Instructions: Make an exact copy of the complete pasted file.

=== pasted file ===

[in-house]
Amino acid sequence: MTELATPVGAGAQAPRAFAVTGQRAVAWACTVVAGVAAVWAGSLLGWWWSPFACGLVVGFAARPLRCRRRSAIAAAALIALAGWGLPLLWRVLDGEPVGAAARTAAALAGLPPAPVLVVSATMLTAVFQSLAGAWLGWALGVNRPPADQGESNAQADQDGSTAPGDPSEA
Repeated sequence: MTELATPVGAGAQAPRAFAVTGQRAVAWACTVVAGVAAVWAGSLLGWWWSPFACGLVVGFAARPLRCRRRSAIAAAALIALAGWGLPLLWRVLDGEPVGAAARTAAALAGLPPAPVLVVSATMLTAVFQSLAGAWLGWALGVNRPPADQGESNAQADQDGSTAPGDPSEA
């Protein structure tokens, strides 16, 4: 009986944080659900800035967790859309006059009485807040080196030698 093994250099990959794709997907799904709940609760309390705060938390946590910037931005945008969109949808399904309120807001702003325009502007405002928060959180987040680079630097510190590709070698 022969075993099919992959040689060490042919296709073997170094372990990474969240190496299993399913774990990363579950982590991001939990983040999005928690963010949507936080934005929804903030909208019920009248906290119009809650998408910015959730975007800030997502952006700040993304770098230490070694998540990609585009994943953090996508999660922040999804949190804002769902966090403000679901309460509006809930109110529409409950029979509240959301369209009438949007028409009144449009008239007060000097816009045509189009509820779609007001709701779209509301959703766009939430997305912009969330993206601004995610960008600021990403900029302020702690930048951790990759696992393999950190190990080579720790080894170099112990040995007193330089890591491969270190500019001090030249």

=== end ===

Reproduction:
[in-house]
Amino acid sequence: MTELATPVGAGAQAPRAFAVTGQRAVAWACTVVAGVAAVWAGSLLGWWWSPFACGLVVGFAARPLRCRRRSAIAAAALIALAGWGLPLLWRVLDGEPVGAAARTAAALAGLPPAPVLVVSATMLTAVFQSLAGAWLGWALGVNRPPADQGESNAQADQDGSTAPGDPSEA
Repeated sequence: MTELATPVGAGAQAPRAFAVTGQRAVAWACTVVAGVAAVWAGSLLGWWWSPFACGLVVGFAARPLRCRRRSAIAAAALIALAGWGLPLLWRVLDGEPVGAAARTAAALAGLPPAPVLVVSATMLTAVFQSLAGAWLGWALGVNRPPADQGESNAQADQDGSTAPGDPSEA
């Protein structure tokens, strides 16, 4: 009986944080659900800035967790859309006059009485807040080196030698 093994250099990959794709997907799904709940609760309390705060938390946590910037931005945008969109949808399904309120807001702003325009502007405002928060959180987040680079630097510190590709070698 022969075993099919992959040689060490042919296709073997170094372990990474969240190496299993399913774990990363579950982590991001939990983040999005928690963010949507936080934005929804903030909208019920009248906290119009809650998408910015959730975007800030997502952006700040993304770098230490070694998540990609585009994943953090996508999660922040999804949190804002769902966090403000679901309460509006809930109110529409409950029979509240959301369209009438949007028409009144449009008239007060000097816009045509189009509820779609007001709701779209509301959703766009939430997305912009969330993206601004995610960008600021990403900029302020702690930048951790990759696992393999950190190990080579720790080894170099112990040995007193330089890591491969270190500019001090030249």